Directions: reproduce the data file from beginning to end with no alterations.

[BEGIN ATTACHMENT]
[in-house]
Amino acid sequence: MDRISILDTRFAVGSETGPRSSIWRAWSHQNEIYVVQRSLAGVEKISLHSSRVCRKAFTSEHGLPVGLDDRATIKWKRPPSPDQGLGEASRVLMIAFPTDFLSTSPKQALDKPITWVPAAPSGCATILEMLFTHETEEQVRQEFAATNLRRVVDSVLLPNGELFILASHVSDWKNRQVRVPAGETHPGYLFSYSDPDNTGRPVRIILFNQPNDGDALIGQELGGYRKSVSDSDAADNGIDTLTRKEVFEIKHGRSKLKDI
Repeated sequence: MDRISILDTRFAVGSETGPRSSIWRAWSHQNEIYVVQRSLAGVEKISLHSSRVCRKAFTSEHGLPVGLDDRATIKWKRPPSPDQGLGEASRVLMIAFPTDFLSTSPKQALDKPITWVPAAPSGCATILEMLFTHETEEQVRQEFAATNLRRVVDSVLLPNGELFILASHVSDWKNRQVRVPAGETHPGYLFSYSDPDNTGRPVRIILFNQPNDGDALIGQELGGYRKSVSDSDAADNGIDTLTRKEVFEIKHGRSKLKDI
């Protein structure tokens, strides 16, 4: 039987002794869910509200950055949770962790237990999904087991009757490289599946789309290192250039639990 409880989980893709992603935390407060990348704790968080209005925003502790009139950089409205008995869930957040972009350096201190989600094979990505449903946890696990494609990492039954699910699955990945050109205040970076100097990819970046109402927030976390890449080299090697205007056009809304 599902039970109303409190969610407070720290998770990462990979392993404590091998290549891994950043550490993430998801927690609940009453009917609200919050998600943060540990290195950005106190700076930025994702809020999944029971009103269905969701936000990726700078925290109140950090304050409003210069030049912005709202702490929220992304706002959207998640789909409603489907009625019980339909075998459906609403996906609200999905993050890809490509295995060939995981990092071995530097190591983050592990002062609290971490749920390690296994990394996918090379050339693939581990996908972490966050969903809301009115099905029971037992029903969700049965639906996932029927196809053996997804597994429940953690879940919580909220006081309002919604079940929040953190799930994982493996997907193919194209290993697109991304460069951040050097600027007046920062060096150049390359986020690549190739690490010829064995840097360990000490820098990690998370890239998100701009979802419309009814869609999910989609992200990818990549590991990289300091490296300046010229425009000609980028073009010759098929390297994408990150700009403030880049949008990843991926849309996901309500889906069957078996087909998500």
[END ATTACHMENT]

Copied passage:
[in-house]
Amino acid sequence: MDRISILDTRFAVGSETGPRSSIWRAWSHQNEIYVVQRSLAGVEKISLHSSRVCRKAFTSEHGLPVGLDDRATIKWKRPPSPDQGLGEASRVLMIAFPTDFLSTSPKQALDKPITWVPAAPSGCATILEMLFTHETEEQVRQEFAATNLRRVVDSVLLPNGELFILASHVSDWKNRQVRVPAGETHPGYLFSYSDPDNTGRPVRIILFNQPNDGDALIGQELGGYRKSVSDSDAADNGIDTLTRKEVFEIKHGRSKLKDI
Repeated sequence: MDRISILDTRFAVGSETGPRSSIWRAWSHQNEIYVVQRSLAGVEKISLHSSRVCRKAFTSEHGLPVGLDDRATIKWKRPPSPDQGLGEASRVLMIAFPTDFLSTSPKQALDKPITWVPAAPSGCATILEMLFTHETEEQVRQEFAATNLRRVVDSVLLPNGELFILASHVSDWKNRQVRVPAGETHPGYLFSYSDPDNTGRPVRIILFNQPNDGDALIGQELGGYRKSVSDSDAADNGIDTLTRKEVFEIKHGRSKLKDI
């Protein structure tokens, strides 16, 4: 039987002794869910509200950055949770962790237990999904087991009757490289599946789309290192250039639990 409880989980893709992603935390407060990348704790968080209005925003502790009139950089409205008995869930957040972009350096201190989600094979990505449903946890696990494609990492039954699910699955990945050109205040970076100097990819970046109402927030976390890449080299090697205007056009809304 599902039970109303409190969610407070720290998770990462990979392993404590091998290549891994950043550490993430998801927690609940009453009917609200919050998600943060540990290195950005106190700076930025994702809020999944029971009103269905969701936000990726700078925290109140950090304050409003210069030049912005709202702490929220992304706002959207998640789909409603489907009625019980339909075998459906609403996906609200999905993050890809490509295995060939995981990092071995530097190591983050592990002062609290971490749920390690296994990394996918090379050339693939581990996908972490966050969903809301009115099905029971037992029903969700049965639906996932029927196809053996997804597994429940953690879940919580909220006081309002919604079940929040953190799930994982493996997907193919194209290993697109991304460069951040050097600027007046920062060096150049390359986020690549190739690490010829064995840097360990000490820098990690998370890239998100701009979802419309009814869609999910989609992200990818990549590991990289300091490296300046010229425009000609980028073009010759098929390297994408990150700009403030880049949008990843991926849309996901309500889906069957078996087909998500």